Back when Hurricane Maria devastated Puerto Rico in 2017, there was a lot of talk about how President Trump was taking it a lot less seriously than two other hurricanes, Harvey and Irma, which hit areas that were, um, a little whiter than Puerto Rico. But according to the Washington Post, it was actually a whole lot worse than that:
Trump told then-White House Chief of Staff John F. Kelly and then-Office of Management and Budget Director Mick Mulvaney that he did not want a single dollar going to Puerto Rico, because he thought the island was misusing the money and taking advantage of the government, according to a person with direct knowledge of the discussions who spoke on the condition of anonymity to describe sensitive internal deliberations. Instead, he wanted more of the money to go to Texas and Florida, the person said. “POTUS was not consolable about this,” the person said.
Not one dollar! And apparently it was impossible to change his mind about this.¹ Finally, in December, HUD Deputy Secretary Pam Patenaude told Trump’s people that the president had no choice:
Patenaude told White House budget officials during an early December meeting in the Situation Room that the money had been appropriated by Congress and must be sent, according to two people with direct knowledge of the meeting. She assured them that HUD had proper oversight of the funds.
This is all part of a longish story about Patenaude, who effectively runs HUD because Ben Carson has no idea what he’s doing. But she’s leaving now, finally beaten down by having to deal with the idiocy and incompetence surrounding her on all sides:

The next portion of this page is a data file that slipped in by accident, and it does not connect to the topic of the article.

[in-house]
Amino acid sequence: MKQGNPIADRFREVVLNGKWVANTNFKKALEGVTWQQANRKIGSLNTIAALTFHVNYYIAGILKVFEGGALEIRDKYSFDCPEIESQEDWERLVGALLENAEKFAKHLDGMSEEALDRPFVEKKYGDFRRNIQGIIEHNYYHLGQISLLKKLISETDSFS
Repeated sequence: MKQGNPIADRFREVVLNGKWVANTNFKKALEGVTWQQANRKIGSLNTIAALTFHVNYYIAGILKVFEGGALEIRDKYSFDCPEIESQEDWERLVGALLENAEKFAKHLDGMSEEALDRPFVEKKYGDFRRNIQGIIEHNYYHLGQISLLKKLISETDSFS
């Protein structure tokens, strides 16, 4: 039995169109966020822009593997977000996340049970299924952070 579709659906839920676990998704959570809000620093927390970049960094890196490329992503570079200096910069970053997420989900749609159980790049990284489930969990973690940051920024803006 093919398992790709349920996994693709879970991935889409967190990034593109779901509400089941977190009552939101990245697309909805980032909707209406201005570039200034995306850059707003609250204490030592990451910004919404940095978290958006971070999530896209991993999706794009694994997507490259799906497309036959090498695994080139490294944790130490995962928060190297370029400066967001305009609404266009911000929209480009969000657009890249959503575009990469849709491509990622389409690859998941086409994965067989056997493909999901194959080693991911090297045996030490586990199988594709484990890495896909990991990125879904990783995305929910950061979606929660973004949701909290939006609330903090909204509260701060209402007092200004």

Patenaude’s departure reflects a broader pattern of political appointees with expertise who are leaving the administration. Her confidants say there was not one blowup that precipitated her resignation but rather a series of incidents that left her feeling frustrated. The former HUD employee, who spoke on the condition of anonymity so as not to damage working relationships with the agency, characterized Patenaude’s job as “pushing this rock uphill over and over again only to have it fall back down.”
In engineering terms, a destruction test is a process designed to apply more and more pressure until you finally find an object’s breaking point. It feels like that’s what we’re doing to the United States government right now. Luckily, it takes a lot more than four years of Donald Trump to break the nation. I’m not so sure about eight years, though.
¹I’m assuming that’s what “not consolable” means here. Trumpies sure do speak a weird language.